British Prime Minister Theresa May has lost the MPs’ vote on the Brexit deal by 432 votes to 202 - the biggest UK government defeat in history.
432 MPs voted against May's withdrawal agreement, while 202 voted yes, resulting in a majority of 230.
May was expected to suffer a defeat, though the scale of this means that the proposed deal is unlikely to be salvaged. Plans for a hard Brexit are now being upped, according to various reports.
Related: Tonight's Brexit vote: everything you need to know
She immediately announced that she would welcome a vote of no confidence in her own government, and would make time for it on Wednesday - she is expected to pass this after the Democratic Unionist party said it would back her - which Labour leader Jeremy Corbyn immediately tabled.
If, however, the majority vote against May's government, Labour will have two weeks to prove that it could form a government and gain a majority in parliament. If it can't, the UK will have a general election and it will be up to the people to decide who is best to lead the government.
The government will likely postpone Article 50 in the event of a no vote, in order to give enough time for another vote and for other Brexit legislation to be passed. If she survives Wednesday's vote, her focus will turn to the challenge of finding a majority for some form of Brexit.
Following the vote, May said: "The House has spoken and the government will listen" and offered cross-party talks with MPs across the House to determine a way forward.
What happens next?
The path ahead is unclear, but we do know the clock is ticking.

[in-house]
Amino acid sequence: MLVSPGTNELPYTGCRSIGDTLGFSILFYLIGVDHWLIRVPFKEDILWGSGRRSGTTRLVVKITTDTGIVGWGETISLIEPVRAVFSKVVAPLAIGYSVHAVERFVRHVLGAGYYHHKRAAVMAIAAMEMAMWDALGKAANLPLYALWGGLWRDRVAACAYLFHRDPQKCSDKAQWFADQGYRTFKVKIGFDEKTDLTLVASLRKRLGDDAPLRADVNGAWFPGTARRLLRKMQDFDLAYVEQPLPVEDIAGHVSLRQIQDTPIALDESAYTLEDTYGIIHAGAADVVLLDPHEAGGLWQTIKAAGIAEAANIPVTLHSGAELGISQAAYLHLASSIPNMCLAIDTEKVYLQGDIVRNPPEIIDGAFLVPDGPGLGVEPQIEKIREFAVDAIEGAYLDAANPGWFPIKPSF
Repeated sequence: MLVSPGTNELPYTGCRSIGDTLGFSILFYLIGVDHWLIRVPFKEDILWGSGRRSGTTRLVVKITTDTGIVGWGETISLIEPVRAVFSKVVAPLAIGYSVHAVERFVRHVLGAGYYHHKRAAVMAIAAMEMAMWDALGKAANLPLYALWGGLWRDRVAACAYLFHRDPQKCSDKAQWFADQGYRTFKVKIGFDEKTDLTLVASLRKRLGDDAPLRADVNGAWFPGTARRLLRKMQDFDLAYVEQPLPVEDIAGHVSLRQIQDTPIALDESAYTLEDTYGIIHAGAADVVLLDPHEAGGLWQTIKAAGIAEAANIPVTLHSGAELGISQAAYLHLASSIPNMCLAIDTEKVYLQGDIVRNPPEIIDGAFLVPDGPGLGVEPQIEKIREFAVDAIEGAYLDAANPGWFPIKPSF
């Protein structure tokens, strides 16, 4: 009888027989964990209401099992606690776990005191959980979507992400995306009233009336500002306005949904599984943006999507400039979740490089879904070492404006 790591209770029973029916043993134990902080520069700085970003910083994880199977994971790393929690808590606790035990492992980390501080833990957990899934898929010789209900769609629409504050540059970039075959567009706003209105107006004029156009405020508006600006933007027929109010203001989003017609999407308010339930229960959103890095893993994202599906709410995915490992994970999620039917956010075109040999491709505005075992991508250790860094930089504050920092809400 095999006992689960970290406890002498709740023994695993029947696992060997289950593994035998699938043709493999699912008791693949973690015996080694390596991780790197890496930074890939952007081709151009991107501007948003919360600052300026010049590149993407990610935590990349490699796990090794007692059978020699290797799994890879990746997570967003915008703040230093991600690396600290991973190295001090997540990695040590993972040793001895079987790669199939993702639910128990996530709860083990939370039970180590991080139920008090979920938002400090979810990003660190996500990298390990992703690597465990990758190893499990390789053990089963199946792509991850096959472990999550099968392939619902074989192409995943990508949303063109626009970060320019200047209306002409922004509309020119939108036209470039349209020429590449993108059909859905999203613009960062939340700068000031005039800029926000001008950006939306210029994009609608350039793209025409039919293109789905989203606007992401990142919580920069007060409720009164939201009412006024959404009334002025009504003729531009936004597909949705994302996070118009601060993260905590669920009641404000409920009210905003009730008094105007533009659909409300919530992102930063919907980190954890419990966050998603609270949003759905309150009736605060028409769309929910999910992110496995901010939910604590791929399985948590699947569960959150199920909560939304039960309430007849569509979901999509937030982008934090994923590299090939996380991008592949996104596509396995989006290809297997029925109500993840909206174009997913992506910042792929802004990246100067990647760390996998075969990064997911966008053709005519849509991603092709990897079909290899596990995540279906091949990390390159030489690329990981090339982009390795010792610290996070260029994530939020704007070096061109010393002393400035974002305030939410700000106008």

If the #BrexitVote doesn't pass, here are the likely options:
- May could try to renegotiate
- She could put the deal back to Parliament and hope for a different answer
- Parliament could force a compromise Brexit
- Second referendum
- General election
- Crash out of the EU pic.twitter.com/76fV8AuYoY
— Bloomberg Brexit (@Brexit) January 15, 2019
Barely two-and-a-half months before Britain is due to leave the European Union - just 73 days away as it's due to happen on March 29 - May's defeat now paves the way for a range of outcomes, including May going back to Brussels to re-negotiate a Plan B. She has until January 21 to do this.
Immediately after the vote, European Council President Donald Tusk implied in a tweet that the UK should stay within the EU, suggesting the prime minister’s historic loss in parliament left a deal looking “impossible”.
If a deal is impossible, and no one wants no deal, then who will finally have the courage to say what the only positive solution is?
— Donald Tusk (@eucopresident) January 15, 2019
European Commission president, Jean-Claude Juncker urged the British government to “clarify its intentions as soon as possible” while reminding the British parliament that “time is almost up”.
An amendment approved last week obliges the prime minister to return to the House by next Monday with a motion outlining what she plans to do next about Brexit.